Germany head coach Joachim Low has played down the number of talented players that he believes his side have in comparison to the likes of Brazil and Argentina.
The likes of Mesut Ozil, Mario Gotze, Marco Reus, Thomas Muller and Toni Kroos have come through die Mannschaft set-up in the last four years and have seen the nation adorned with a tag of producing excellent youngsters.
However, Low, who has been in charge of the German side since 2006, believes the quality of footballers developing in the Bundesliga is exaggerated and pinpointed major South American nations as producing a higher quantity of top players.
"We do not have as many talented players as everyone believes," he told L'Equipe on Friday. "We have some good young players, but I think there are many more in Argentina or Brazil.
"I recently talked to someone who lives in Brazil and knows them well. Over there, he said, there is not one Neymar, but fifty like him!
"Defence or attack - Germany must focus to find top young players in these positions. In midfielder, we are provided for. But players like Gotze or Reus still have some way to go to become top-class players."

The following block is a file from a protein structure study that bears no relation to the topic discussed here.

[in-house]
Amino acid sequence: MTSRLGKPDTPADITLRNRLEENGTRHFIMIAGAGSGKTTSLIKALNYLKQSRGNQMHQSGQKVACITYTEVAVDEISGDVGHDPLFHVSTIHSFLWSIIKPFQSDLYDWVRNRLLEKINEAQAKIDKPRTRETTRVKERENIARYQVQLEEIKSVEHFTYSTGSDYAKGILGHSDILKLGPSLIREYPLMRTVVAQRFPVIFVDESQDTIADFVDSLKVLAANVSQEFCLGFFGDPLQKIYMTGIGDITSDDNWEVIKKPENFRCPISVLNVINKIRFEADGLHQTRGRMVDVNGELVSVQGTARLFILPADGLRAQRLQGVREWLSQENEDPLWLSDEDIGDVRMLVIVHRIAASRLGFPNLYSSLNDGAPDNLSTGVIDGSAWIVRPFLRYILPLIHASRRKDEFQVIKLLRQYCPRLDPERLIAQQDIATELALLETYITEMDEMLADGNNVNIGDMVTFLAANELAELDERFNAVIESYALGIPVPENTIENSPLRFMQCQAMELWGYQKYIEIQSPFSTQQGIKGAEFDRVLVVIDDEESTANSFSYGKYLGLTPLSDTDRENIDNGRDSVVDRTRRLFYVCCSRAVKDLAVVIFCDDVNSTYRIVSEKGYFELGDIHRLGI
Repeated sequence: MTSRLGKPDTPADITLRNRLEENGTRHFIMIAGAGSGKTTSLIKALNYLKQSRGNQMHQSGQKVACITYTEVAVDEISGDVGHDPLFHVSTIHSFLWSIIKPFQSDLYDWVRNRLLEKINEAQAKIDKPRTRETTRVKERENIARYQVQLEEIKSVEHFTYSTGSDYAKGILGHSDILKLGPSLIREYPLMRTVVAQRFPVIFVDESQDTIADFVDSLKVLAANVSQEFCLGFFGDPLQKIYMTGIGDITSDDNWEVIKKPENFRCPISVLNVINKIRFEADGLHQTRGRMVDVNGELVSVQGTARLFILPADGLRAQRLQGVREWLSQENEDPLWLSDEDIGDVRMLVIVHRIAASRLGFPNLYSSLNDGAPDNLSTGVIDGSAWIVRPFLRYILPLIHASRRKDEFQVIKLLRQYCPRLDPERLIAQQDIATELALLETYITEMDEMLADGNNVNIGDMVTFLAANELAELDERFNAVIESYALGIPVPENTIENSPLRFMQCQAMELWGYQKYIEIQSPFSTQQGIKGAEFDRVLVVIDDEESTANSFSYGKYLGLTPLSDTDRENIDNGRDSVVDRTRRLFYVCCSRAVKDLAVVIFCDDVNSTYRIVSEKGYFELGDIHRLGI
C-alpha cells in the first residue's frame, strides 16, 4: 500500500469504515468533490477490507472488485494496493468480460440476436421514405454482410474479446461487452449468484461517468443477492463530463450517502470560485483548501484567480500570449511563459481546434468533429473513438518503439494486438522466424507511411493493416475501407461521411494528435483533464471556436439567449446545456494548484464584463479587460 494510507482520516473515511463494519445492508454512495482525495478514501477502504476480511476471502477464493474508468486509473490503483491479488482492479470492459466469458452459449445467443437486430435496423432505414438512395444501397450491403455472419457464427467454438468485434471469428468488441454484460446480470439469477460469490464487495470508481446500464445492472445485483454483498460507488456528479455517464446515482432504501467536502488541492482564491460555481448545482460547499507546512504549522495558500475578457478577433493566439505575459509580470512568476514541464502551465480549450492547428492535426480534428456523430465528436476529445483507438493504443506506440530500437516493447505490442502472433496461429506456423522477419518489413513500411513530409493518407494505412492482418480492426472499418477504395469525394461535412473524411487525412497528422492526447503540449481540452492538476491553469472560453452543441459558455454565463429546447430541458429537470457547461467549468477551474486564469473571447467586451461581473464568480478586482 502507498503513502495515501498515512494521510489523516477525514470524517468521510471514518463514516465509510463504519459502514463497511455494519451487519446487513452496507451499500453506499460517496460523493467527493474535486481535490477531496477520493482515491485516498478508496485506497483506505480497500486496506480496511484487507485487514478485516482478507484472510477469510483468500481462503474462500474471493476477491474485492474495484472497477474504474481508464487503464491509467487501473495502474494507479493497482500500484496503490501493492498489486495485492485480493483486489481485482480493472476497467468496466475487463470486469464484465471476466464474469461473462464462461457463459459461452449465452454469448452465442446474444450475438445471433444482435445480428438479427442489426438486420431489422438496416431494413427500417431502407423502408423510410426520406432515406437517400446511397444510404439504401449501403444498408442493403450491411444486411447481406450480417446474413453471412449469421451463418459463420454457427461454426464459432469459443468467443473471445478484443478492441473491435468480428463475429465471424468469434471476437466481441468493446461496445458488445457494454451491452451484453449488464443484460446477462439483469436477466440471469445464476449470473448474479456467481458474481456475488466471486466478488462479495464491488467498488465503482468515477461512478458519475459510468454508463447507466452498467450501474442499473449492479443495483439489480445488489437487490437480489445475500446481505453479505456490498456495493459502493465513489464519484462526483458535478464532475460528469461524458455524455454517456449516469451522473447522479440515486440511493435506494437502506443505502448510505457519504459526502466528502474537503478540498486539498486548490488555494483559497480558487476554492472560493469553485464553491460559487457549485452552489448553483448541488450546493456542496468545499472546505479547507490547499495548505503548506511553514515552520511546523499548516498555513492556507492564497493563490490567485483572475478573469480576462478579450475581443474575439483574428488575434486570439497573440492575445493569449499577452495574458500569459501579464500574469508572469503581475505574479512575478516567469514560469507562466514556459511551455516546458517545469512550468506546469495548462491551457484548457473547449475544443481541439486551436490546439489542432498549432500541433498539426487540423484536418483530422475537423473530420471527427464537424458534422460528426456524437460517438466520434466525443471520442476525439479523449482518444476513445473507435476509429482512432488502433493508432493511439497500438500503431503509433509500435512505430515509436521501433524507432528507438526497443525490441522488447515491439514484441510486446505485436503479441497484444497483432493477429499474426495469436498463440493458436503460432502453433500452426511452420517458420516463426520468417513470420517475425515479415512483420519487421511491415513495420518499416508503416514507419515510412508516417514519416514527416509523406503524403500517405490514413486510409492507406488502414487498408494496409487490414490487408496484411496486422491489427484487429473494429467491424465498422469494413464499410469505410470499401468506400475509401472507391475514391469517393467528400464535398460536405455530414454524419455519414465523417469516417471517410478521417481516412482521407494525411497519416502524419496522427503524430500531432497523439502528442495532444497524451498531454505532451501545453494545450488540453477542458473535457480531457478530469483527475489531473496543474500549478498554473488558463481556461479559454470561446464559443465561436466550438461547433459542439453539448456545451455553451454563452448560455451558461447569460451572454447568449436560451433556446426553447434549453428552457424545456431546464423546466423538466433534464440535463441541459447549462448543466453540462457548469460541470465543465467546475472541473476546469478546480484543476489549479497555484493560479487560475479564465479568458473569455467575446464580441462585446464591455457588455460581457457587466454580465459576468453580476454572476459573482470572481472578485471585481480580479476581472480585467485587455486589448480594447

Low is of the opinion that Borussia Dortmund and Bayern Munich's journey to the Champions League final this season should help his cause ahead of next summer's World Cup, due to the top-level game experience that the competition provides.
"It is good for German football that our young players compete in matches of that level," he added. "It's good for their personal growth.
"Playing in a quarter-final, a semi-final or final of the Champions League is like playing against Brazil, Argentina, France and Spain. It is the top level."
Low refused to pick a winner between the two Bundesliga giants, but did say the Bavarians have the stronger squad and hinted the absence of Gotze could harm Jurgen Klopp's men's chances.
"Bayern can change five or six players and keep the same high performance," he added. "This is less of a case for Dortmund. With all of their best players, Dortmund can beat Bayern."